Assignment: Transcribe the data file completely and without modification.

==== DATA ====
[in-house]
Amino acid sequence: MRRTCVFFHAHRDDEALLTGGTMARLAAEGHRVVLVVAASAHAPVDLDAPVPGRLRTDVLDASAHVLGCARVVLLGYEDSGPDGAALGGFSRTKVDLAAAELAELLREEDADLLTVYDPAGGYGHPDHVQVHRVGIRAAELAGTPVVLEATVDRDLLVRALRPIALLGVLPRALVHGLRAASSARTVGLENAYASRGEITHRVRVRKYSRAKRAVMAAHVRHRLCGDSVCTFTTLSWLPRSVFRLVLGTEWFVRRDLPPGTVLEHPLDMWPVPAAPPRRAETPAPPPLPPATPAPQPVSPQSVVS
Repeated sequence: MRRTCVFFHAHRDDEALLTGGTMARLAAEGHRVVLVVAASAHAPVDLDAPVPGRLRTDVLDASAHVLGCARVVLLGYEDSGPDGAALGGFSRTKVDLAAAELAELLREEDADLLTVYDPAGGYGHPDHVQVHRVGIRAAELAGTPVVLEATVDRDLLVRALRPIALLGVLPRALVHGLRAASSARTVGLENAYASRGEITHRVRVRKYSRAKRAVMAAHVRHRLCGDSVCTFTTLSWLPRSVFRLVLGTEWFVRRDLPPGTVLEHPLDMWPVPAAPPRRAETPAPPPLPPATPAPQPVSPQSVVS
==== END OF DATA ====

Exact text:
[in-house]
Amino acid sequence: MRRTCVFFHAHRDDEALLTGGTMARLAAEGHRVVLVVAASAHAPVDLDAPVPGRLRTDVLDASAHVLGCARVVLLGYEDSGPDGAALGGFSRTKVDLAAAELAELLREEDADLLTVYDPAGGYGHPDHVQVHRVGIRAAELAGTPVVLEATVDRDLLVRALRPIALLGVLPRALVHGLRAASSARTVGLENAYASRGEITHRVRVRKYSRAKRAVMAAHVRHRLCGDSVCTFTTLSWLPRSVFRLVLGTEWFVRRDLPPGTVLEHPLDMWPVPAAPPRRAETPAPPPLPPATPAPQPVSPQSVVS
Repeated sequence: MRRTCVFFHAHRDDEALLTGGTMARLAAEGHRVVLVVAASAHAPVDLDAPVPGRLRTDVLDASAHVLGCARVVLLGYEDSGPDGAALGGFSRTKVDLAAAELAELLREEDADLLTVYDPAGGYGHPDHVQVHRVGIRAAELAGTPVVLEATVDRDLLVRALRPIALLGVLPRALVHGLRAASSARTVGLENAYASRGEITHRVRVRKYSRAKRAVMAAHVRHRLCGDSVCTFTTLSWLPRSVFRLVLGTEWFVRRDLPPGTVLEHPLDMWPVPAAPPRRAETPAPPPLPPATPAPQPVSPQSVVS